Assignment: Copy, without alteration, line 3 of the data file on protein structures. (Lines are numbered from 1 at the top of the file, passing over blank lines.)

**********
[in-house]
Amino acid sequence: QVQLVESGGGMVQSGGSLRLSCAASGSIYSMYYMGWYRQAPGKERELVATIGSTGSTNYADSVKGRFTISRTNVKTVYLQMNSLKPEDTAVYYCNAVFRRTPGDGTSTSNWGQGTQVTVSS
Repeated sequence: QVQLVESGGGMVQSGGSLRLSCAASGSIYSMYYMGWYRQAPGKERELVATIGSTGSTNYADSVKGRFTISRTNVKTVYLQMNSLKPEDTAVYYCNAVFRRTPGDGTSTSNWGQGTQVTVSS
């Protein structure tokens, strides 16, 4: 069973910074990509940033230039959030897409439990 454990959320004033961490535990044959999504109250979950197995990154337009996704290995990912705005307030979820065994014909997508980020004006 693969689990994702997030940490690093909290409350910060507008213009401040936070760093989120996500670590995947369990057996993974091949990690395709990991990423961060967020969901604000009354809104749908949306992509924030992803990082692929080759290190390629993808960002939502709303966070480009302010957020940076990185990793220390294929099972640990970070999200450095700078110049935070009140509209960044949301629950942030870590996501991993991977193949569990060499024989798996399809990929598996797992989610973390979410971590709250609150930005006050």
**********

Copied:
Repeated sequence: QVQLVESGGGMVQSGGSLRLSCAASGSIYSMYYMGWYRQAPGKERELVATIGSTGSTNYADSVKGRFTISRTNVKTVYLQMNSLKPEDTAVYYCNAVFRRTPGDGTSTSNWGQGTQVTVSS